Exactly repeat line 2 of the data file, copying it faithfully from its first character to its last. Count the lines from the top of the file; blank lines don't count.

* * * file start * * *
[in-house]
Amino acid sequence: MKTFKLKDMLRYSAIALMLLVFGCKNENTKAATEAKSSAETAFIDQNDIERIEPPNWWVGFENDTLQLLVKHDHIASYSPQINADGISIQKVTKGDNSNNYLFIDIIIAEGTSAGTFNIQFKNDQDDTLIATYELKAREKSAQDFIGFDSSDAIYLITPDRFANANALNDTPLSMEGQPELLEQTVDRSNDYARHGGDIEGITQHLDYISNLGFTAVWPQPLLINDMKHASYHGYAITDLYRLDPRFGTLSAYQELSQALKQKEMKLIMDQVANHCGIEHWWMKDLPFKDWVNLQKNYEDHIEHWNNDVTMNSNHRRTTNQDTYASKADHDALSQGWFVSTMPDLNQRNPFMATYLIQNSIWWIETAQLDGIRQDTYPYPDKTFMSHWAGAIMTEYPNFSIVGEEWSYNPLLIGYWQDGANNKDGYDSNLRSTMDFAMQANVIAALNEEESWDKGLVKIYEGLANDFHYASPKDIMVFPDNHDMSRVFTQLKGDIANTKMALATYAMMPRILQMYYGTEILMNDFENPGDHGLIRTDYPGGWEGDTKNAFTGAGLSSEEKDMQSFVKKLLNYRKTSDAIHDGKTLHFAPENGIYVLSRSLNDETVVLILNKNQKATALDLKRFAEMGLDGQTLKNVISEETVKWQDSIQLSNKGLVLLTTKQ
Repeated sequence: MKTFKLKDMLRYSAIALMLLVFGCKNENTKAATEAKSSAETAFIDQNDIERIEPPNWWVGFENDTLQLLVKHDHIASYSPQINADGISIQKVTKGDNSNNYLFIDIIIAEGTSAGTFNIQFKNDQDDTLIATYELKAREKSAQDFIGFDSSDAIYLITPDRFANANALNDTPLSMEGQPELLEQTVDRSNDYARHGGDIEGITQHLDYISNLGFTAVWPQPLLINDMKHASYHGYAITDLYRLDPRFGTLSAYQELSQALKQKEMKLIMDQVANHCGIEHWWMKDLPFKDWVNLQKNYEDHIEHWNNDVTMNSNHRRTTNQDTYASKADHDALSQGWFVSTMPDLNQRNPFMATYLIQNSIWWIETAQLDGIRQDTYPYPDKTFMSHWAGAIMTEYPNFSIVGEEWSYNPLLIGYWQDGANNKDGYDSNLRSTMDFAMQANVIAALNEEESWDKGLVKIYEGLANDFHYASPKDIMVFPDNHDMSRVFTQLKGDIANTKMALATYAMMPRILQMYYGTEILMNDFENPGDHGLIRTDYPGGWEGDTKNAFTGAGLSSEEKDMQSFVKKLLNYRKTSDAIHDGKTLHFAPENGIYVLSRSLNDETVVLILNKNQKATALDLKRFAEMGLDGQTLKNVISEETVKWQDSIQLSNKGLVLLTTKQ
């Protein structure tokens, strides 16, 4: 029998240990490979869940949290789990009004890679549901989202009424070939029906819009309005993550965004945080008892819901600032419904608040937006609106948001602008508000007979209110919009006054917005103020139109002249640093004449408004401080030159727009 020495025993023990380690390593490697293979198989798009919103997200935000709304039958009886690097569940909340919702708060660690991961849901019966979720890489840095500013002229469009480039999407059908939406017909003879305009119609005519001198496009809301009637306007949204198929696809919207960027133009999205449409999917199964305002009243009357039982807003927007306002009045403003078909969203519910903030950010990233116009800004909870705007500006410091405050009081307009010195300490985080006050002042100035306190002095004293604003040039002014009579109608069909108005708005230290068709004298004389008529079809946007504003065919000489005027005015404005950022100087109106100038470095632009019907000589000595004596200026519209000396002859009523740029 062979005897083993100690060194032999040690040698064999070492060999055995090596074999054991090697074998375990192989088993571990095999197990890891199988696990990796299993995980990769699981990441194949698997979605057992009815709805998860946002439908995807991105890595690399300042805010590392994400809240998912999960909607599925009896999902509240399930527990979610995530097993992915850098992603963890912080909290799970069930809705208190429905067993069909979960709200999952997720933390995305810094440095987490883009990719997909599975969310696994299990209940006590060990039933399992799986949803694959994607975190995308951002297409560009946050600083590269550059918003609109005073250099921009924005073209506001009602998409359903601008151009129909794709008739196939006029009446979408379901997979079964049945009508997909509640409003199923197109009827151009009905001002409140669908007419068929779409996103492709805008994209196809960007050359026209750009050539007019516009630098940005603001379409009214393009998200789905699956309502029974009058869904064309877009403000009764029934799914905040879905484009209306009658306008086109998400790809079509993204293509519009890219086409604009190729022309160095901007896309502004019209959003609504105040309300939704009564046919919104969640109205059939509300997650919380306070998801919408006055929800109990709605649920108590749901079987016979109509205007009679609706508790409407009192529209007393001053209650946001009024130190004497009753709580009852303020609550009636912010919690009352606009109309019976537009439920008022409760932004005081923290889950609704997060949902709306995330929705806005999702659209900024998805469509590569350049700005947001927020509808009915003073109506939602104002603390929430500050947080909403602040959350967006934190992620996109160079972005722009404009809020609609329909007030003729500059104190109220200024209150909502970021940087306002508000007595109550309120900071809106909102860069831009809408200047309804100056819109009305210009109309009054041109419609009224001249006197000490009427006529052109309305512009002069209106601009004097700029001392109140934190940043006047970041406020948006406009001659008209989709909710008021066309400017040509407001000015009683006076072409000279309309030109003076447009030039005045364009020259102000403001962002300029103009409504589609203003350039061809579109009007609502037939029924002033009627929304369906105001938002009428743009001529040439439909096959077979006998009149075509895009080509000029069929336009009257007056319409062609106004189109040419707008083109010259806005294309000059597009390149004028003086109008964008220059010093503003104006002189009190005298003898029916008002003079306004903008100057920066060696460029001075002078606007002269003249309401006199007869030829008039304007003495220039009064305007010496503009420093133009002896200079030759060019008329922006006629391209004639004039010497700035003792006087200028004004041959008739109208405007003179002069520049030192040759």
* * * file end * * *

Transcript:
Amino acid sequence: MKTFKLKDMLRYSAIALMLLVFGCKNENTKAATEAKSSAETAFIDQNDIERIEPPNWWVGFENDTLQLLVKHDHIASYSPQINADGISIQKVTKGDNSNNYLFIDIIIAEGTSAGTFNIQFKNDQDDTLIATYELKAREKSAQDFIGFDSSDAIYLITPDRFANANALNDTPLSMEGQPELLEQTVDRSNDYARHGGDIEGITQHLDYISNLGFTAVWPQPLLINDMKHASYHGYAITDLYRLDPRFGTLSAYQELSQALKQKEMKLIMDQVANHCGIEHWWMKDLPFKDWVNLQKNYEDHIEHWNNDVTMNSNHRRTTNQDTYASKADHDALSQGWFVSTMPDLNQRNPFMATYLIQNSIWWIETAQLDGIRQDTYPYPDKTFMSHWAGAIMTEYPNFSIVGEEWSYNPLLIGYWQDGANNKDGYDSNLRSTMDFAMQANVIAALNEEESWDKGLVKIYEGLANDFHYASPKDIMVFPDNHDMSRVFTQLKGDIANTKMALATYAMMPRILQMYYGTEILMNDFENPGDHGLIRTDYPGGWEGDTKNAFTGAGLSSEEKDMQSFVKKLLNYRKTSDAIHDGKTLHFAPENGIYVLSRSLNDETVVLILNKNQKATALDLKRFAEMGLDGQTLKNVISEETVKWQDSIQLSNKGLVLLTTKQ